I’m no mind-reader, and I won’t pretend to be one. But in my opinion, the biggest factor in LeBron’s 2010 decision will be deciding which franchise will give him the best chance to win as many championships as possible over the course of the next three to five years.
The Cavs currently have a much better team than any of LeBron’s potential suitors in the summer of 2010. However, what the Cavaliers lack is a true superstar or potential superstar under the age of 30 who could be LeBron’s running mate for the next few seasons. The lowly Nets have a potential star in second-year center Brook Lopez, as well as the chance of snagging John Wall or Evan Turner in the upcoming draft. The Knicks could potentially pair LeBron with a player like Chris Bosh, Joe Johnson, or another of the marquee 2010 free agents. Even the dark-horse Clippers have quietly assembled a core of Chris Kaman, Eric Gordon, Blake Griffin, and a top-10 pick in the upcoming draft. The last few championships have been won by dynamic duos or trios; see Bryant and Gasol, Boston’s big three, Duncan/Parker/Ginobili in San Antonio, Wade and Shaq and Bryant and O’Neal at the beginning of the decade.
The Cavs don’t have any players other than LeBron who could be considered a true superstar. What Danny Ferry has assembled is a team of excellent role players and second-tier stars who play with LeBron extremely well. As the last two regular seasons have shown, LeBron doesn’t need another superstar to dominate the league over the course of 82 games.
As it stands right now, the Cavs’ “core” — players under 30 who play major roles on the team — consists of Mo Williams, Anderson Varejao, Delonte West, and JJ Hickson. All of them are good, all of them play well next to LeBron, and with the exception of West, all of them have long-term deals with the Cavaliers.
However, questions surround all of those players. One of the most painful things about the Cavs’ loss to the Orlando Magic in last year’s Eastern Conference Finals was that Williams and Varejao, their two best young players, both failed to come up big when it mattered most. Williams is a dead-eye shooter who is great at making the open shots LeBron creates and creating opportunities for LeBron in turn, but he was completely ineffective for long stretches against the Magic. He wasn’t hitting his shots, and he struggled to get where he wanted off the dribble. On paper, Williams is the perfect player to put next to LeBron on offense, but he has to make shots in big games.
Varejao’s struggles were more subtle than Williams’, but may have done even more damage to the Cavs’ championship hopes. Varejao was the backbone of the Cavalier defense all season, but against the Magic, he was regularly abused by Dwight Howard down low and struggled to keep Rashard Lewis from hitting shot after shot from the outside. One of Varejao’s biggest defensive mistakes came at the worst possible time, when he bit on a Lewis jab-step to free him up for a go-ahead three with seconds to go in Game 1.
The additions of veterans Shaquille O’Neal and Antawn Jamison will help Varejao out, but LeBron will likely be paying close attention to how Varejao fares in the postseason this year, considering the Cavs have him locked up through the 2014/15 season. Varejao has been the Cavs’ most consistent supporting player all season; like Williams, he must now get it done when it matters most.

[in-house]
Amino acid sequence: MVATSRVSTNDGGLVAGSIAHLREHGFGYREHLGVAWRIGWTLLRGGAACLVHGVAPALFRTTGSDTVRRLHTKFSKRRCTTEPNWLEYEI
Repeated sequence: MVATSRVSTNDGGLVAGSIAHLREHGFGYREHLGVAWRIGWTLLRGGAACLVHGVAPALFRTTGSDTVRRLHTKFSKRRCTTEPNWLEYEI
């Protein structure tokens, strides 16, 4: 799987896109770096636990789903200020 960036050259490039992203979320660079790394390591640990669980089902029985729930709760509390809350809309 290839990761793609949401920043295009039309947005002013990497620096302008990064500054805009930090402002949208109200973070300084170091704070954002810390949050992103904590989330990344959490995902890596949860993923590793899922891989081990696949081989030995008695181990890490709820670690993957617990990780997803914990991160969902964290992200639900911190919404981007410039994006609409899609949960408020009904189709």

Delonte West was a revelation at the 2-guard position last year, and his versatility and ability to play both guard spots make him a role player the Cavs will want to have around for a long time. West is a hard-nosed player with nothing resembling quit in him, and was a consistent contributor in each of the Cavs’ last two playoff runs.
Unfortunately, West had some serious off-court issues in the offseason and lost his starting spot to Anthony Parker, and has never found the consistency he had last season. Also, he still has a trial date at some point in the future. Another strong effort in the playoffs could make West an untouchable in the eyes of the Cavs and the clear long-term solution at the two. If he’s as inconsistent in the postseason as he was in the regular season, he could be seen as nothing more than an above-average rotation player.
JJ Hickson may be the most talented and least proven of the Cavs’ young players. The 21-year old Hickson has had a breakout sophomore campaign, and is likely be the most athletic frontcourt player LeBron has ever played with. He’s had big games against top competition, he finishes with authority, and he can be an absolute force running the floor, cutting without the ball, and working the pick-and-roll with LeBron. However, he’s never been in a postseason rotation, and he’s had some terrible stretches this year. His hands and defense are still question marks, as is his overall package of skills at the offensive end.
The Cavs think so highly of Hickson’s potential that they had no interest in giving him up in a potential Antawn Jamison trade. If Hickson can show why in the playoffs, he could become a very compelling reason for LeBron to stick around.
If those four players play like they’re capable of playing in the playoffs this season, LeBron could be compelled to stay with the Cavs because of the young core they have been able to assemble around him. If they disappoint and the Cavs lose while being forced to rely on veterans like Shaq, Anthony Parker, Antawn Jamison, and Zydrunas Ilgauskas, LeBron may come to believe that the Cavaliers are a team who failed to get it done twice and are going in the wrong direction. If the worst were to happen, LeBron may be willing to leave and take a chance on the more unproven secondary players that New Jersey, New York, or even the Clippers could place alongside of him.